How does literary form change as Christianity and rabbinic Judaism take shape? What is the impact of literary tradition and the new pressures of religious thinking? Tracing a journey over the first millennium that includes works in Latin, Greek, Hebrew and Aramaic, this book changes our understanding of late antiquity and how its literary productions make a significant contribution to the cultural changes that have shaped western Europe.
Roman Frugality offers the first-ever systematic analysis of the variants of individual and collective self-restraint that shaped ancient Rome throughout its history and had significant repercussions in post-classical times. In particular, it tries to do the complexity of a phenomenon justice that is situated at the interface of ethics and economics, self and society, the real and the imaginary, and touches upon thrift and sobriety in the material sphere, but also modes of moderation more generally, not least in the spheres of food and drink, sex and power. Adopting an interdisciplinary approach drawing on ancient history, philology, archaeology and the history of thought, the volume traces the role of frugal thought and practice within the evolving political culture and political economy of ancient Rome from the archaic age to the imperial period and concludes with a chapter that explores the reception of ancient ideas of self-restraint in early modern times.
Migration, Mobility and Language Contact in and around the Ancient Mediterranean is the first volume to show the different ways in which surviving linguistic evidence can be used to track movements of people in the ancient world. Eleven chapters cover a number of case studies, which span the period from the seventh century BC to the fourth century AD, ranging from Spain to Egypt, from Sicily to Pannonia. The book includes detailed study of epigraphic and literary evidence written in Latin and Greek, as well as work on languages which are not so well documented, such as Etruscan and Oscan. There is a subject index and an index of works and inscriptions cited.
Dionysus after Nietzsche examines the way that The Birth of Tragedy (1872) by Friedrich Nietzsche irrevocably influenced twentieth-century literature and thought. Adam Lecznar argues that Nietzsche's Dionysus became a symbol of the irrational forces of culture that cannot be contained, and explores the presence of Nietzsche's Greeks in the diverse writings of Jane Harrison, D. H. Lawrence, Martin Heidegger, Richard Schechner and Wole Soyinka (amongst others). From Jane Harrison's controversial ideas about Greek religion in an anthropological modernity, to Wole Soyinka's reimagining of a postcolonial genre of tragedy, each of the writers under discussion used the Nietzschean vision of Greece to develop subversive discourses of temporality, identity, history and classicism. In this way, they all took up Nietzsche's call to disrupt pre-existing discourses of classical meaning and create new modes of thinking about the Classics that speak to the immediate concerns of the present.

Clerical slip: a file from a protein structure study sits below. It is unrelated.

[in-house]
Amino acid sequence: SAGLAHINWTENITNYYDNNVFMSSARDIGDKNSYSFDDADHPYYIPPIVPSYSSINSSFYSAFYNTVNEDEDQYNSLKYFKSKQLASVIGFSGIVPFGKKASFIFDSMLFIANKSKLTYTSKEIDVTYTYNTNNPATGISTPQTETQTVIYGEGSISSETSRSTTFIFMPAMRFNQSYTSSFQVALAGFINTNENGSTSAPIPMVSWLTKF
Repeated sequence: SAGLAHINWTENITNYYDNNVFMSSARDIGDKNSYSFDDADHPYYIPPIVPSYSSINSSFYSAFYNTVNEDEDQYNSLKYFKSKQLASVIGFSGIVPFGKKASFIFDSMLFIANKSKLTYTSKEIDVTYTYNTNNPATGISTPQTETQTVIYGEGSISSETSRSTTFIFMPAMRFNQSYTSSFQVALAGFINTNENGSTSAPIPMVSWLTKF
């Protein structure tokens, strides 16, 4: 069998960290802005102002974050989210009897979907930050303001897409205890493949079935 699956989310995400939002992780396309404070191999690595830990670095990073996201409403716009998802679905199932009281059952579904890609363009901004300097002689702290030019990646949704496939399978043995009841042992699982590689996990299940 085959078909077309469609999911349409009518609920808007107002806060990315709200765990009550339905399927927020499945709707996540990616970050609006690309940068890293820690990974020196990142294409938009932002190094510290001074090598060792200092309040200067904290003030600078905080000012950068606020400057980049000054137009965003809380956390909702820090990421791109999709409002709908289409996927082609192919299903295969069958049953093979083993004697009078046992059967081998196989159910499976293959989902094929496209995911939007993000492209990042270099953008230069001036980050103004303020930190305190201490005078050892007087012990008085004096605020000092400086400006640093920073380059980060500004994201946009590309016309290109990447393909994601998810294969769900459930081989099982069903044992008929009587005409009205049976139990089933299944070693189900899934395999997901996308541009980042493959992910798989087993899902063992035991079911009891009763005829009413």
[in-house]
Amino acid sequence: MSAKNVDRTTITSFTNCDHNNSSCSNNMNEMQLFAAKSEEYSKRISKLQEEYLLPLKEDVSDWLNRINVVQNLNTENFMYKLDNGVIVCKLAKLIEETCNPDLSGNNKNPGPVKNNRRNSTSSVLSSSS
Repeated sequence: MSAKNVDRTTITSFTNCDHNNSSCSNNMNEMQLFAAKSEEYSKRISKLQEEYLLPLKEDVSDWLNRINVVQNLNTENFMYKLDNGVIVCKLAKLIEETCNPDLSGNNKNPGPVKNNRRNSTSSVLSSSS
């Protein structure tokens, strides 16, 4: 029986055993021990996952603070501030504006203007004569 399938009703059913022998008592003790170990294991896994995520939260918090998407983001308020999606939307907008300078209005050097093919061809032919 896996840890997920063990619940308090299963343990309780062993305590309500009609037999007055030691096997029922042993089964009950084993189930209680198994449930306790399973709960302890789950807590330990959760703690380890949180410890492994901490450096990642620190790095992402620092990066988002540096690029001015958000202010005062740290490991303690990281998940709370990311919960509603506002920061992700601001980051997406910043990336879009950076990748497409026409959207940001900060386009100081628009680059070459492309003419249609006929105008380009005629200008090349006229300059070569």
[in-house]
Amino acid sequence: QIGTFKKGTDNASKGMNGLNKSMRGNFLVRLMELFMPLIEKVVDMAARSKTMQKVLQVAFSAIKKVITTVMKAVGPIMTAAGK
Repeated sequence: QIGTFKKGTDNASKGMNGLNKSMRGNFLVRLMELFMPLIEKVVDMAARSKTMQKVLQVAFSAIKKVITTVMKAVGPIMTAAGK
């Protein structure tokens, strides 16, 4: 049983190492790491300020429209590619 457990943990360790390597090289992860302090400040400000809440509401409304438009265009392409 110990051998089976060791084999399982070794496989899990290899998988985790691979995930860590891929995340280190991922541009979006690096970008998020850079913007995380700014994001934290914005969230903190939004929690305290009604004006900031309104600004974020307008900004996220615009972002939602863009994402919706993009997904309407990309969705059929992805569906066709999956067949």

It has traditionally been assumed that biblical writers considered Nero to be the Antichrist.. This book refutes that view. Beginning by challenging the assumption that literary representations of Nero as tyrant would have been easily recognisable to those in the eastern Roman empire, where most Christian populations were located, Shushma Malik then deconstructs the associations often identified by scholars between Nero and the Antichrist in the New Testament. Instead, she demonstrates that the Nero-Antichrist paradigm was a product of late antiquity. Using now firmly established traits and themes from classical historiography, late-antique Christians used Nero as a means with which to explore and communicate the nature of the Antichrist. This proved successful, and the paradigm was revived in the nineteenth century in the works of philosophers, theologians, and novelists to inform debates about the era's fin-de-siècle anxieties and religious controversies.
Nineteenth-century German classical philology underpins many structures of the modern humanities. In this book, Constanze Güthenke shows how a language of love and a longing for closeness with a personified antiquity have lastingly shaped modern professional reading habits, notions of biography, and the self-image of scholars and teachers. She argues that a discourse of love was instrumental in expressing the challenges of specialisation and individual formation (Bildung), and in particular for the key importance of a Platonic scene of learning and instruction for imagining the modern scholar. The book is based on detailed readings of programmatic texts from, among others, Wolf, Schleiermacher, Boeckh, Thiersch, Dilthey, Wilamowitz and Nietzsche. It makes a case for revising established narratives, but also for finding new value in imagining distance and an absence of nostalgic longing for antiquity.
This book explores the ways in which Aristotle's legacy was appropriated and reshaped by vernacular readers in Medieval and Renaissance Italy. It considers translation in a broad sense, looking at commentaries, compendia, rewritings, and abridgments alongside vernacular versions of Aristotle's works. Translation is thus taken as quintessential to the very notion of reception, with a focus on the dynamics - cultural, social, material - that informed the appropriation and reshaping of the 'master of those who know' on the part of vernacular readers between 1250 and 1500. By looking at the proactive and transformative nature of reception, this book challenges traditional narratives about the period and identifies the theory and practice of translation as a liminal space that facilitated the interaction between lay readers and the academic context while fostering the legitimation of the vernacular as a language suitable for philosophical discourse.